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Anaerobic soil disinfestation enhances endemic soil populations of Trichoderma

Utsala Shrestha: University of Tennessee, Plant Sciences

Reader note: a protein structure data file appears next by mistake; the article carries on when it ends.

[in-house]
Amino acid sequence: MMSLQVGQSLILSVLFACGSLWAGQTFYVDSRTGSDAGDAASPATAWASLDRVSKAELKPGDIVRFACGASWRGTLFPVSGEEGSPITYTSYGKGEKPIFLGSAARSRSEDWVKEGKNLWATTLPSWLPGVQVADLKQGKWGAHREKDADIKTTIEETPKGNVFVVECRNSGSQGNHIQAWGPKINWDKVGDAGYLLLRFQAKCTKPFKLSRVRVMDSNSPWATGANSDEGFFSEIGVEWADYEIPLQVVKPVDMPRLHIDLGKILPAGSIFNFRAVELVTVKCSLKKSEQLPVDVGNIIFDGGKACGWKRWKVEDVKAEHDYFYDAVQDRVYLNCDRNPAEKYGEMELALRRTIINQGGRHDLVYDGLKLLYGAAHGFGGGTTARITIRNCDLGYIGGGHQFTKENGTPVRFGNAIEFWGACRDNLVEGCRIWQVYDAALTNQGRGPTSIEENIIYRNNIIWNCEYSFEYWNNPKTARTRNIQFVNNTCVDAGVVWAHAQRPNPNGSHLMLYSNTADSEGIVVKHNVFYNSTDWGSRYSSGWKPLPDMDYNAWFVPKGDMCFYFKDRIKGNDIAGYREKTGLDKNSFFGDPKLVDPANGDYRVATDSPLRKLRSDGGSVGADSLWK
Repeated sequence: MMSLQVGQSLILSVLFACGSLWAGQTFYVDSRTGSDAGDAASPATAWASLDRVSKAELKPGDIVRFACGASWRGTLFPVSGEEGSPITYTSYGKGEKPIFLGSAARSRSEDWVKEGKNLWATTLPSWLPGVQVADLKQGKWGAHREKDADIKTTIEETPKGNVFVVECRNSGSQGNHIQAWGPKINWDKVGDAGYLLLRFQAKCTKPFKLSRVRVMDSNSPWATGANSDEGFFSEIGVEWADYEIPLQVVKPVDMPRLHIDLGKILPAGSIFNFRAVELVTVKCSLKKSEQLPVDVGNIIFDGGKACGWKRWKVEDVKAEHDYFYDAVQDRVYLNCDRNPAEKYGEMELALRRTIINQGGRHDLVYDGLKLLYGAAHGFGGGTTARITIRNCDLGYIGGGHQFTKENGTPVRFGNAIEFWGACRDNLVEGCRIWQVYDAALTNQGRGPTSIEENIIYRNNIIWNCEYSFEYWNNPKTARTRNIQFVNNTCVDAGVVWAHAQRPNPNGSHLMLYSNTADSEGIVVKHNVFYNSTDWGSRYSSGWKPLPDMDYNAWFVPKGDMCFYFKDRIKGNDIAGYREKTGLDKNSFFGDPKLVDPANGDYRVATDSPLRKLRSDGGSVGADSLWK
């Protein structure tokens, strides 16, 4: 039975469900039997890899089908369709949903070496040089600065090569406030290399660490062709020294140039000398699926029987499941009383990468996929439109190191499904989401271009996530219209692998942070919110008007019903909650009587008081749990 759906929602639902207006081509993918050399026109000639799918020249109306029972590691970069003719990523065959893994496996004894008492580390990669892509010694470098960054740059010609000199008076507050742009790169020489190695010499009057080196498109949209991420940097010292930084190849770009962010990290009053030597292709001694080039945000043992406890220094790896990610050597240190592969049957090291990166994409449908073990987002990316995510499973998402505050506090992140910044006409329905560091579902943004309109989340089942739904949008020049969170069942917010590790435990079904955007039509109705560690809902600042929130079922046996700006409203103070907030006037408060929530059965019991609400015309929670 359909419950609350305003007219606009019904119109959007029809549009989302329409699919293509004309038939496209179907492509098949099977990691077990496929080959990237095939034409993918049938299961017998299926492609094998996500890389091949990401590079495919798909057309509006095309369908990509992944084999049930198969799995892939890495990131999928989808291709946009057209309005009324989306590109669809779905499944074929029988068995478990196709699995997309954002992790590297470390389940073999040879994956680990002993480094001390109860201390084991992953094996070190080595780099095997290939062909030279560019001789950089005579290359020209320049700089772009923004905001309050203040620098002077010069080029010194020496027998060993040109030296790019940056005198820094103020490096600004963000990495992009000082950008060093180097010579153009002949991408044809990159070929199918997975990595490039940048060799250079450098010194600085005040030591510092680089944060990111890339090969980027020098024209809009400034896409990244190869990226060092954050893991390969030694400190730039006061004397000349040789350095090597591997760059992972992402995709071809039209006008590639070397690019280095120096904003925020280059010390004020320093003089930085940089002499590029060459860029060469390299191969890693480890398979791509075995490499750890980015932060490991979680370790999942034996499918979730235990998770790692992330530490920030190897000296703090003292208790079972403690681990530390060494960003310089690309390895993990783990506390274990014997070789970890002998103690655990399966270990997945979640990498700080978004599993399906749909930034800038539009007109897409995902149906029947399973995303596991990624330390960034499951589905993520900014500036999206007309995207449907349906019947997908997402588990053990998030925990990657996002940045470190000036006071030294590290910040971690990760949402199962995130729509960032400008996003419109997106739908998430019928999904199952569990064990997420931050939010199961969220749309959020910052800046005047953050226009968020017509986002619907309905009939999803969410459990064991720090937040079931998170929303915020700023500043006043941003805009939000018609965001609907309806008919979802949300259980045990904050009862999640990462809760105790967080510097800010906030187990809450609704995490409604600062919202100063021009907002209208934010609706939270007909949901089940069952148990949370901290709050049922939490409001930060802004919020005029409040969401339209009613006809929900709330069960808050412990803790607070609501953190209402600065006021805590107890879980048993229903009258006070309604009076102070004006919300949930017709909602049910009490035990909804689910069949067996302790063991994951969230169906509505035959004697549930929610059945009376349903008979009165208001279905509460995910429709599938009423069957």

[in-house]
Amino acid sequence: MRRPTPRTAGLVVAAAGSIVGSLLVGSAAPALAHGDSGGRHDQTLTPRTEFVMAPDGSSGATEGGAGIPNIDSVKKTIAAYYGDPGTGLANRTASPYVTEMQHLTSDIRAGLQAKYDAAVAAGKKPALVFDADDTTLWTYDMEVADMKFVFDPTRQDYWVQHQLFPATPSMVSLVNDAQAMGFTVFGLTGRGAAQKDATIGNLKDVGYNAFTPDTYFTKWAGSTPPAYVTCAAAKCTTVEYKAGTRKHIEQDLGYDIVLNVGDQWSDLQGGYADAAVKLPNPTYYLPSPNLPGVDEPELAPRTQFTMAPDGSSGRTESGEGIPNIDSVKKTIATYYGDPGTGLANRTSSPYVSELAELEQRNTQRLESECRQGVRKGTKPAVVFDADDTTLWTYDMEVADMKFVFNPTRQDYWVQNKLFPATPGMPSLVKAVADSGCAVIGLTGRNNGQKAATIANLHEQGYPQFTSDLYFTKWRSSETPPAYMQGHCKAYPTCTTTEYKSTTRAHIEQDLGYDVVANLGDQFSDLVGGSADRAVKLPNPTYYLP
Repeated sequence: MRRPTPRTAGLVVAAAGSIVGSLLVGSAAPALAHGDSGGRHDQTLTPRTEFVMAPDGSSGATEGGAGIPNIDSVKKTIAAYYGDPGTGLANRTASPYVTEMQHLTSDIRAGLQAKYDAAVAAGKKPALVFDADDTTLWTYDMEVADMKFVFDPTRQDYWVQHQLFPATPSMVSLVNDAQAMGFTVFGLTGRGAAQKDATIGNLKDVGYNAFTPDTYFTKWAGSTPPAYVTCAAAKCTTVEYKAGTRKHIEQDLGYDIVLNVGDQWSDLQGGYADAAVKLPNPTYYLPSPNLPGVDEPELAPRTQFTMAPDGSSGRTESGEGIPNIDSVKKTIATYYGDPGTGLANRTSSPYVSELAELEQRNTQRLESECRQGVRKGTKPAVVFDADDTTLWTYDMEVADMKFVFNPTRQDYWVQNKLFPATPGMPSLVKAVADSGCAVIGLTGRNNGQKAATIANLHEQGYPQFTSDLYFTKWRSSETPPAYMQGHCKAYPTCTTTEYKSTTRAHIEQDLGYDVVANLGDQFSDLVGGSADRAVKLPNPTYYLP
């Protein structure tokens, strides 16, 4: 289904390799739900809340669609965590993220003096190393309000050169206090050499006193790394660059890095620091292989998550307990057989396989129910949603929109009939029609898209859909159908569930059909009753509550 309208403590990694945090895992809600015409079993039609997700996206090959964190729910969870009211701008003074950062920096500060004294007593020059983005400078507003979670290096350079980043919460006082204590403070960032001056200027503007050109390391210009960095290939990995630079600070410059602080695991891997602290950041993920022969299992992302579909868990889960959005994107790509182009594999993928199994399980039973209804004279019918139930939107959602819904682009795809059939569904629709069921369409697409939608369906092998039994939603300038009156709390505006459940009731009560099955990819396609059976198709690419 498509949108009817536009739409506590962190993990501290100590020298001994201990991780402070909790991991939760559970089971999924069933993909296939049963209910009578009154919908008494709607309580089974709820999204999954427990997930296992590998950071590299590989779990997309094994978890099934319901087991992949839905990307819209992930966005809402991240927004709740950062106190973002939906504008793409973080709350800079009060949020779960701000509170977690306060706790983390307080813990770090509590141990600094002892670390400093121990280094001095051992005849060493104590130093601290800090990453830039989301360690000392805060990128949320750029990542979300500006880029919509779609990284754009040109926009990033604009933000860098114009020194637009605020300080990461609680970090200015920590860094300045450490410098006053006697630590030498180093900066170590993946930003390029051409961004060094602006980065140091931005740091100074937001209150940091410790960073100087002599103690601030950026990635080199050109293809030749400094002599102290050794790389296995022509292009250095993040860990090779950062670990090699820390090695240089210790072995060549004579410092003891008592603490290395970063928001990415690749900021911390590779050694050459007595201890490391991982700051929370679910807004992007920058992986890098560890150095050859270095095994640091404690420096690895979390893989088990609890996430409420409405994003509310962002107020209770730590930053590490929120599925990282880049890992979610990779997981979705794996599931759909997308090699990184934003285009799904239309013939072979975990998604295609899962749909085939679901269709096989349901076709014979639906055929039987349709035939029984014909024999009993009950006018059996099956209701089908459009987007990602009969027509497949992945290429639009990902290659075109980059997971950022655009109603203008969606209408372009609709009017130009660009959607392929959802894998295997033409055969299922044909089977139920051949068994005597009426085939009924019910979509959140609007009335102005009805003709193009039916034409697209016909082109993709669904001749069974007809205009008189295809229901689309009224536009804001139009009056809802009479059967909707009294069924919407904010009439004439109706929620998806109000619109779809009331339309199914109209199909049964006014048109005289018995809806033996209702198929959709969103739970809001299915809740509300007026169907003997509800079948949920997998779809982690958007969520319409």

<div><span>Quantification of <em>Trichoderma</em> spp. in soil treated with anaerobic soil disinfestation (ASD) revealed that endemic soil populations of <em>Trichoderma</em> increased after treatment. Treatments included a sandy clay loam soil amended with labile carbon (C rate of 4 mg C/g soil at a C:N ratio 30:1), <em>Trichoderma harzianum</em> (RootShield) with and without labile C amendment, and a non-amended control. All treatments were irrigated and tarped with polyethylene at treatment initiation. After three weeks, soil was sampled at a 0- to 5-cm depth of each pot and stored at 4</span>°<span>C until analysis. Serial dilutions were used to quantify <em>Trichoderma</em> spp. on <em>Trichoderma</em>-selective medium. Soil DNA was extracted and Internal Transcribed Spacer (ITS) region copy number of <em>T. harzianum</em> in the soil DNA was quantified using Taqman qPCR. ASD treatments significantly enhanced populations of endemic <em>Trichoderma</em> spp. with the highest CFU (4.6 log CFU+1/g soil) as compared to the non-amended control (4.3 log CFU+1/g soil), while <em>T. harzianum</em> amended soil alone did not significantly increase total populations of <em>Trichoderma</em> spp. Quantification by qPCR indicated the highest ITS region copies of <em>T. harzianum</em> per milligram of soil in RootShield-amended soil; at the same time, endemic <em>T. harzianum</em> in ASD-treated soil was more than two-fold higher than the unamended control. Enhanced soil populations of endemic <em>Trichoderma</em> by ASD treatment may be an important mechanism of plant pathogen suppression by ASD.</span></div>